One of the ways we are supporting World Toilet Day this year is through “Toilets for Health”, a White Paper written by the London School of Hygiene and Tropical Medicine in collaboration with Domestos. The paper summarizes the health impacts of poor sanitation and the knock on effects this can have on a community, from issues with education to the impact on the economy. The paper also addresses the scale of the problem, points to the potential benefits of addressing the crisis and gives clear and actionable recommendations for all those who can help find a solution.

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Toilet Academy students learning how to install and maintain a latrine

Unilever is also proud to be pioneering an innovative approach to the provision of sanitation in Vietnam, through its continued partnership with the World Toilet Organization. On November 19th the world’s first Domestos Toilet Academies will be launched in the Vinh Long province in Vietnam. These academies will provide the business skills and training necessary for local entrepreneurs to source and supply latrines to their local communities – providing jobs and a boost to the economy, and at the same time promoting the importance of safe and hygienic sanitation. The Toilet Academy program aims to be a sustainable and long-term solution to sanitation that benefits local society and helps stimulate local economy.

We firmly believe that public/private partnerships such as these are the key to accelerating progress towards ambitious targets like our Unilever Sustainable Living Plan and the Millennium Development Goals. The benefits offered by the private sector include consumer understanding and reach while the public sector can bring different channels and access to those most in need. It is through partnerships like these that we will reach our ambitious Unilever Sustainable Living Plan target: to help more than a billion people take action to improve their health and well-being by 2020.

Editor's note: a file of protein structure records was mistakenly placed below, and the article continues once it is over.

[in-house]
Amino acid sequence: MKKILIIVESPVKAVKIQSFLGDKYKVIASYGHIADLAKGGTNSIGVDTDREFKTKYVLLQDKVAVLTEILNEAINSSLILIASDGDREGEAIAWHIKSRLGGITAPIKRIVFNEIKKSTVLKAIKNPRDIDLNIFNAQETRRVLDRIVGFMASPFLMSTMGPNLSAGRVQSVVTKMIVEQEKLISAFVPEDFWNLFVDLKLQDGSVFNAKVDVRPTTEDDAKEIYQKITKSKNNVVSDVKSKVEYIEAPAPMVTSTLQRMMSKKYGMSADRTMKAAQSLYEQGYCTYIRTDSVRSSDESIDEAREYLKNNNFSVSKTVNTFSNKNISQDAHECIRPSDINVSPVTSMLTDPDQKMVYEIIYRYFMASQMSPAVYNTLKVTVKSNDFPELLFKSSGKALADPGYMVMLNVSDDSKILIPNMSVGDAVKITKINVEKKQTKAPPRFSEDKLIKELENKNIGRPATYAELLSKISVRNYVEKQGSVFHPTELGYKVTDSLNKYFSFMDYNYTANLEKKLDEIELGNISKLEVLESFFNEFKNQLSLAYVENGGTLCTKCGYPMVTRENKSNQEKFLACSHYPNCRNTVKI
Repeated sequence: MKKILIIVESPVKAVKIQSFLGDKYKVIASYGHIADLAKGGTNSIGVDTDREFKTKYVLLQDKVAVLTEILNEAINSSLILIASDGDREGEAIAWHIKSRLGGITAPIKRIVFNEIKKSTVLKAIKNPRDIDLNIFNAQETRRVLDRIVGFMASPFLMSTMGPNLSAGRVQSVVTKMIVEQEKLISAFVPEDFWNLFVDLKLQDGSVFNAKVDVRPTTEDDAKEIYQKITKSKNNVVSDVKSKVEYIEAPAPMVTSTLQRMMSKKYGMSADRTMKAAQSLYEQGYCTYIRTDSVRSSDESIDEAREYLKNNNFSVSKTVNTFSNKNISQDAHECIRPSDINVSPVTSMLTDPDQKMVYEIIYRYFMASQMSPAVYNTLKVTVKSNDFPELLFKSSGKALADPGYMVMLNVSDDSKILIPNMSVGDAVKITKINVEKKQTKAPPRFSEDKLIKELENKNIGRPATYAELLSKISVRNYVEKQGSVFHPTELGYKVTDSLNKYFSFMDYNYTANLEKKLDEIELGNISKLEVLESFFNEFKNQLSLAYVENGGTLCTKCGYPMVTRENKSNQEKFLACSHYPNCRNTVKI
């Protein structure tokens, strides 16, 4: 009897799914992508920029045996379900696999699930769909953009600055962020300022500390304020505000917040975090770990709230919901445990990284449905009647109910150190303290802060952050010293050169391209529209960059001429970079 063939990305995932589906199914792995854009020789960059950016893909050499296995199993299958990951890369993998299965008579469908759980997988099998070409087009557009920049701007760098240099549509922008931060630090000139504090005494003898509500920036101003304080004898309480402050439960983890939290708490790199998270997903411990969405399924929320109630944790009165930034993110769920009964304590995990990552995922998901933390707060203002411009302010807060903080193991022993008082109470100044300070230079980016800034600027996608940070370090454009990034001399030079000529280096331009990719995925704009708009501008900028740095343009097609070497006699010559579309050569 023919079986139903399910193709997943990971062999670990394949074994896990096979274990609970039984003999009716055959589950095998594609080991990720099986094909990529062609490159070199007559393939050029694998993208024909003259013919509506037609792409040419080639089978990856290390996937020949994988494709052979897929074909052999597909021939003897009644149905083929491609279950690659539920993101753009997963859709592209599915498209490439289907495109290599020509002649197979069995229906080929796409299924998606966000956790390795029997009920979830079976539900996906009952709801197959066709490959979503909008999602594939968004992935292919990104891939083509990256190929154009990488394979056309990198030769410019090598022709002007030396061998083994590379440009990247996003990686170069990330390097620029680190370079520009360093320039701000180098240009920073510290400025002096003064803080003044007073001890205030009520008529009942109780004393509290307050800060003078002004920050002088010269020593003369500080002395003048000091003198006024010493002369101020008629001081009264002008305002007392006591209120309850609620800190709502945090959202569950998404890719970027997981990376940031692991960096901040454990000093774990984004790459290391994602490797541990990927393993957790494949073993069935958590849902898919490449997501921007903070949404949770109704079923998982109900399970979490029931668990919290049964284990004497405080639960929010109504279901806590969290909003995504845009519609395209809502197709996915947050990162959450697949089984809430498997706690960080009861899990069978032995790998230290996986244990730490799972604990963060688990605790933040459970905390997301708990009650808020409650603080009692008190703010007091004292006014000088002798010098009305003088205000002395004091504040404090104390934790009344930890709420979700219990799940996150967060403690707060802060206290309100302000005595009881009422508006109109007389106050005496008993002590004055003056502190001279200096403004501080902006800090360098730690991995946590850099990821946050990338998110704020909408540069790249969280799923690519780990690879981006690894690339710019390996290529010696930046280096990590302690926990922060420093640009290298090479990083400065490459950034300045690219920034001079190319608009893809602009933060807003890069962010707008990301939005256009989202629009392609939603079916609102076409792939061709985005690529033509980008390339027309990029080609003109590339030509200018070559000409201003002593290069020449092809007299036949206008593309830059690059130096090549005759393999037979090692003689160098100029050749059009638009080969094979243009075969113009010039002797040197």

The World Toilet Day partnership activity is just one aspect of the steps Unilever is taking to drive action in this way. In September this year, Unilever joined the UN’s Every Woman Every Child campaign to save the lives of women and children across the world through tackling deadly diseases such as diarrhoea. Unilever’s commitment to sanitation is also demonstrated through the Unilever Foundation and Domestos’ support of UNICEF’s Community Approaches to Total Sanitation program. In this first year of this partnership, UNICEF will reach an estimated 400,000 people living in open defecation free communities across nine countries: Gambia, Ghana, Nicaragua, Nigeria, Pakistan, Philippines, South Sudan, Sudan and Vietnam.

We want to grow our business and enable more people to enjoy the benefits our products bring – clean drinking water, personal hygiene, affordable nutrition – but growth at any cost is not viable. That’s why the Sustainable Living Plan commits us to developing new ways of doing business so we can continue to grow while both increasing the positive social impacts of our brands and reducing our environmental impacts. Together with our partners, we will deliver solutions that improve the quality of people’s lives, and in turn, drive systemic and scalable social change to achieve the Millennium Development Goals 4 and 7c set by the United Nations.

About The Author

Jean-Laurent Ingles

Jean-Laurent Ingles is Vice President Global Brands Household Care at Unilever. Jean-Laurent joined Unilever France in 1991 as a trainee and has since worked for Unilever in Milan and in London, his current base. He studied at ESSEC International Business School and is married with three children.